AT 2017: Day 135, Smarts Mountain Tenting Area to Ore Hill Campsite

I got these old walkin’ blues

Trail markers on Mt. Cube

No damage resulted from the storm that rumbled over Smarts Mountain last night. Afterwards, the wind died down and I was able to get a good night’s sleep.

From where the tenting area was located, there should have been a couple spots to get a view of the valley below the mountain, but when we crawled out of our tents there wasn’t anything to see. The mountain was surrounded in low-hanging clouds.

Unsurprisingly, the ground and trees were still soaking wet. Though the sky seemed to be gradually clearing while I was packing my gear and preparing to continue hiking, I expected it would be a couple hours before the clouds lifted.

DateWednesday, August 23, 2017
WeatherPartly sunny, with temperatures rising from 50s to upper 70s
Trail ConditionsMuddy trail in the morning, long climb up Mt. Cube
Today's Miles12.8
Trip Miles1783.7

The last time I had an opportunity to wash my clothes was nearly two weeks ago. No question about it, that was too long ago. By now, especially after yesterday’s long hot climb, my shirt had more sweat and dirt in it than fabric.

I decided to put on instead the t-shirt that I mostly wear in town while doing my laundry. I then attached the dirty, sweaty shirt on the outside of my pack.

It seemed like a foolish notion, but I hoped doing this might dry out — and air out — the shirt, and make it a little more wearable until I get a chance to wash it.

I’m hoping to finally do laundry when I reach the hostel in Glencliff tomorrow.

Filtered sunlight

Sunlight filtered through trees and misty air as I began walking at about 7:30 a.m.

A fire tower was located at the top of the mountain, but I didn't expect it would provide much of a view when I reached it because of the low-hanging clouds.

The tower was only one tenth of a mile from the campsite and just 27 feet higher in elevation. I reached it in just a few minutes.

View from inside Smarts Mountain fire tower

After climbing to the top of the tower I discovered I was completely wrong in my expectation of the view. The sky was clear enough to see for many miles. This was a pleasant surprise.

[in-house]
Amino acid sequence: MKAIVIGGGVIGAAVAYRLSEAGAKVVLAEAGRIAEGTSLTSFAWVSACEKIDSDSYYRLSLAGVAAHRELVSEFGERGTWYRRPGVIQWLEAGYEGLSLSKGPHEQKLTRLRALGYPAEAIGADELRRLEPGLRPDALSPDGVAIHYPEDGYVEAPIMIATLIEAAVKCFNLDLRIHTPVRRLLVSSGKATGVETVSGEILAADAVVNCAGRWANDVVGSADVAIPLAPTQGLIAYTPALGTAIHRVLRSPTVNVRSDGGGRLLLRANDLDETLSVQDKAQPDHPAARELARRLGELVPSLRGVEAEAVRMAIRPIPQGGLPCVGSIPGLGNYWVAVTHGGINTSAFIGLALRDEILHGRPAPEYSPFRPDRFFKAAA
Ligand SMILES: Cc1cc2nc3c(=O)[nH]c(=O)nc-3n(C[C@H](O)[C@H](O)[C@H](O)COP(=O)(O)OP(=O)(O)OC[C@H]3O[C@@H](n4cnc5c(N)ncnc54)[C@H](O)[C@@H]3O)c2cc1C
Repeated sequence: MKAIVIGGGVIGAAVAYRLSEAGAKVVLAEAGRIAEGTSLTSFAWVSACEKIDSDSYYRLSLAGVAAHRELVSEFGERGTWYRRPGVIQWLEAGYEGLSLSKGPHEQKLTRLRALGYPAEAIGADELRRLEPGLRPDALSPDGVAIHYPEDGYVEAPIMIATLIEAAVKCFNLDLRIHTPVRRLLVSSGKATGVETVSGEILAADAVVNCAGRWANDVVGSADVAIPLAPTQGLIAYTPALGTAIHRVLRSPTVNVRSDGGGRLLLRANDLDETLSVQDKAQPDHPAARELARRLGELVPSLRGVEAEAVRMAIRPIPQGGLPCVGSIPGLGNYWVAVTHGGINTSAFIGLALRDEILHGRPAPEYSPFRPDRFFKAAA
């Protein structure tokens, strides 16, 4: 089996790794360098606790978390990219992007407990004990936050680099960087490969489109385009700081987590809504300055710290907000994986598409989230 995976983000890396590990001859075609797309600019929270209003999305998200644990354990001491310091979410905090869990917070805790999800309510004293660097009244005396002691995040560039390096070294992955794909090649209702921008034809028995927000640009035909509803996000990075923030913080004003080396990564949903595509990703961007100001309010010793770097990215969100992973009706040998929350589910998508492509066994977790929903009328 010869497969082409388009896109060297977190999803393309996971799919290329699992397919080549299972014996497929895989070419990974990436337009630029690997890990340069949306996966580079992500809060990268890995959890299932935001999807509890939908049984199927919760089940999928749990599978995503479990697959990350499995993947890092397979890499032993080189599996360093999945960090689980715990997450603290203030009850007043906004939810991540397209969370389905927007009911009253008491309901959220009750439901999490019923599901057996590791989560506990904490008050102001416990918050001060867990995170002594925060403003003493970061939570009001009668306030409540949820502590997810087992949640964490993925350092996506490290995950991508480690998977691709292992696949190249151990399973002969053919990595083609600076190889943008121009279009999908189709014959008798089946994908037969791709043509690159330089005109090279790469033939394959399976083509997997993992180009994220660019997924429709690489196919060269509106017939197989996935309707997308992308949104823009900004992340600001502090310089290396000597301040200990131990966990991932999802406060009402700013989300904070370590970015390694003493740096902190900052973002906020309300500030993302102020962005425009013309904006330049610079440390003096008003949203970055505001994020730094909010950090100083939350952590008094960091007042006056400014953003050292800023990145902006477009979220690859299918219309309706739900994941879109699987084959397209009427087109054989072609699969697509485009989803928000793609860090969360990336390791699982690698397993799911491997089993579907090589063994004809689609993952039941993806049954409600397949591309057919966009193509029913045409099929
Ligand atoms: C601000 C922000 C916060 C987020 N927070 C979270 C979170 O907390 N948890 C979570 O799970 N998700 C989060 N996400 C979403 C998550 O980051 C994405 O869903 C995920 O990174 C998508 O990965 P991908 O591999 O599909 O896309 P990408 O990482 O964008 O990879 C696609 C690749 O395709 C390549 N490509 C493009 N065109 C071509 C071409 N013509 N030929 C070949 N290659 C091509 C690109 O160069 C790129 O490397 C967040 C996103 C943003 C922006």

View from Smarts Mountain

The clouds that had surrounded the mountain had lifted, revealing a wonderful view of the White Mountains. Looking southwest, I could see many of the mountains I had climbed the last few days while in Vermont.

Smarts Mountain is 3,238 feet high, which isn’t much compared to the four-thousand-footers in the Whites, but it was substantial enough.

Thick mud at end of puncheon

The descent from the summit was much easier than yesterday’s hot climb. Last night’s storm had made the temperature much cooler today, but it also made the trail much more muddy.

From the looks of things, though, this section of trail is normally muddy. There were a few places on the trail where puncheons had been laid down to help hikers stay out of the mud. They didn't always extend far enough, though.

Muddy trekking pole

In one spot, one of my trekking poles sank almost two feet into the mud. Thankfully, I did not.

Jacob’s Brook

I reached Jacob’s Brook a few minutes before 11 a.m. The stream was rocky and sunk much lower than the trail.

I found a path down to the stream, so I stopped here to get water.

Filtering water with a Sawyer Squeeze

I switched several days ago to using a Sawyer Squeeze for filtering water, after my Platypus gravity-feed filter started to clog. I liked the convenience of the Platypus filter, but now I like the Sawyer better than I expected I would.

The Sawyer is not ideal because squeezing a flexible bottle to push water through the filter is a little annoying, but filtering doesn’t take long to do. It’s also more difficult to fill the flexible bottle.

Still, the Sawyer is a little bit lighter than the Platypus, and that makes it worthwhile for me to make the switch.

Footbridge over Jacob’s Brook

After finishing my filtering and eating a snack, I climbed back up the bank of the stream and crossed the footbridge.

Rocky climb toward Eastman Ledges

The trail immediately began a steep, rocky climb up to a spot called Eastman Ledges.

Climb toward Eastman Ledges